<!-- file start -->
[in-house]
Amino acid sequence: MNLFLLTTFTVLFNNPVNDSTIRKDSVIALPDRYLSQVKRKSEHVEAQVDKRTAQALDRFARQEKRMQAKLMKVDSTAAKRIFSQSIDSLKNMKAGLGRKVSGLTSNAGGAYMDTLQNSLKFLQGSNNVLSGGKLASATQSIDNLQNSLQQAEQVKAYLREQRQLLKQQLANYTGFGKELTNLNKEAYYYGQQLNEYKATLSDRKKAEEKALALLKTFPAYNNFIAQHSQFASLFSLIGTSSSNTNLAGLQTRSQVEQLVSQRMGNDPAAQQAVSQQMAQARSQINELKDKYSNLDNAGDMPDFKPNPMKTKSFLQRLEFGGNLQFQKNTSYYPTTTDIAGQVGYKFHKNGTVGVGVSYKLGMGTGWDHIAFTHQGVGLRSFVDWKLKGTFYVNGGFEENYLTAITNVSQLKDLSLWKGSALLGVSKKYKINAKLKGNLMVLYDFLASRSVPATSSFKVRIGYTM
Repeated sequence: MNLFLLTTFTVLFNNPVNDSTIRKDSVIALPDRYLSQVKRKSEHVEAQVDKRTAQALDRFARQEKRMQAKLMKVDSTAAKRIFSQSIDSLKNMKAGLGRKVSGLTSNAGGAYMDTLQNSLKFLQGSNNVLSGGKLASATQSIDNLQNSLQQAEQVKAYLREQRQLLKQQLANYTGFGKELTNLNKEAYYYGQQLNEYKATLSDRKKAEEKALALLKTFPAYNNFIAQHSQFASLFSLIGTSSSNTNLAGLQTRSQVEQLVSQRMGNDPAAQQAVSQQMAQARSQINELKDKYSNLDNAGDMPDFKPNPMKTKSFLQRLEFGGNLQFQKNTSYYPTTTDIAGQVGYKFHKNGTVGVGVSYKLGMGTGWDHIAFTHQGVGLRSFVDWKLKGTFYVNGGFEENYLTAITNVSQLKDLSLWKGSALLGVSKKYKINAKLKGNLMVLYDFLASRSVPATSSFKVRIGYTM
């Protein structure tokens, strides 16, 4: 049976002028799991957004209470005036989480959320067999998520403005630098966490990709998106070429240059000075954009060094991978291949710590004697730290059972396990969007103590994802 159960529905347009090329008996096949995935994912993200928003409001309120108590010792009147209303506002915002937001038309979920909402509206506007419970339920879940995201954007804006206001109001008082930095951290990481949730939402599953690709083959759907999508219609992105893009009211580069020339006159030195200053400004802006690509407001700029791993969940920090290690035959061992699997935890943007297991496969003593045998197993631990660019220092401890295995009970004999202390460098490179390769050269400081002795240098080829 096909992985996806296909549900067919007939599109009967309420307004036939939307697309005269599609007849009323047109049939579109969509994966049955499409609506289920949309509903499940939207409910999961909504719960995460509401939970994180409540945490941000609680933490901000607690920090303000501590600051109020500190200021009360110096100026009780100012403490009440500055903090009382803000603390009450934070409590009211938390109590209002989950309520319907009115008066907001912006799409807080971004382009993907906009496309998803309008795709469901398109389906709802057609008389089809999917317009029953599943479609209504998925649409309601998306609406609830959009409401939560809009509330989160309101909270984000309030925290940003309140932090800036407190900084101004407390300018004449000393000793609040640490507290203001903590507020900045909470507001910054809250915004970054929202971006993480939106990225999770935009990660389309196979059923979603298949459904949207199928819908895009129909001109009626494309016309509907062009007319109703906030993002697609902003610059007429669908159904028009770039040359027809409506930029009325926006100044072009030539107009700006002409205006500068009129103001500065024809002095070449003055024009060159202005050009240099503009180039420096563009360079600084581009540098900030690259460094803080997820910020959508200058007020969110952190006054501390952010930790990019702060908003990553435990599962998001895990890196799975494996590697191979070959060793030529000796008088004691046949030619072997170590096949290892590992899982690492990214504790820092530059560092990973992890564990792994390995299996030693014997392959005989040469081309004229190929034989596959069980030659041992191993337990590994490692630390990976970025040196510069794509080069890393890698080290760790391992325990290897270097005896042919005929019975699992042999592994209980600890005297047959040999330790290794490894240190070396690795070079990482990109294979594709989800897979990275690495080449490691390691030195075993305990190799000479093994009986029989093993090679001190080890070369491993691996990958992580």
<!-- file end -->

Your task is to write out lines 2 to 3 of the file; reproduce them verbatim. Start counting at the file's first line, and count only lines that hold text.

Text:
Amino acid sequence: MNLFLLTTFTVLFNNPVNDSTIRKDSVIALPDRYLSQVKRKSEHVEAQVDKRTAQALDRFARQEKRMQAKLMKVDSTAAKRIFSQSIDSLKNMKAGLGRKVSGLTSNAGGAYMDTLQNSLKFLQGSNNVLSGGKLASATQSIDNLQNSLQQAEQVKAYLREQRQLLKQQLANYTGFGKELTNLNKEAYYYGQQLNEYKATLSDRKKAEEKALALLKTFPAYNNFIAQHSQFASLFSLIGTSSSNTNLAGLQTRSQVEQLVSQRMGNDPAAQQAVSQQMAQARSQINELKDKYSNLDNAGDMPDFKPNPMKTKSFLQRLEFGGNLQFQKNTSYYPTTTDIAGQVGYKFHKNGTVGVGVSYKLGMGTGWDHIAFTHQGVGLRSFVDWKLKGTFYVNGGFEENYLTAITNVSQLKDLSLWKGSALLGVSKKYKINAKLKGNLMVLYDFLASRSVPATSSFKVRIGYTM
Repeated sequence: MNLFLLTTFTVLFNNPVNDSTIRKDSVIALPDRYLSQVKRKSEHVEAQVDKRTAQALDRFARQEKRMQAKLMKVDSTAAKRIFSQSIDSLKNMKAGLGRKVSGLTSNAGGAYMDTLQNSLKFLQGSNNVLSGGKLASATQSIDNLQNSLQQAEQVKAYLREQRQLLKQQLANYTGFGKELTNLNKEAYYYGQQLNEYKATLSDRKKAEEKALALLKTFPAYNNFIAQHSQFASLFSLIGTSSSNTNLAGLQTRSQVEQLVSQRMGNDPAAQQAVSQQMAQARSQINELKDKYSNLDNAGDMPDFKPNPMKTKSFLQRLEFGGNLQFQKNTSYYPTTTDIAGQVGYKFHKNGTVGVGVSYKLGMGTGWDHIAFTHQGVGLRSFVDWKLKGTFYVNGGFEENYLTAITNVSQLKDLSLWKGSALLGVSKKYKINAKLKGNLMVLYDFLASRSVPATSSFKVRIGYTM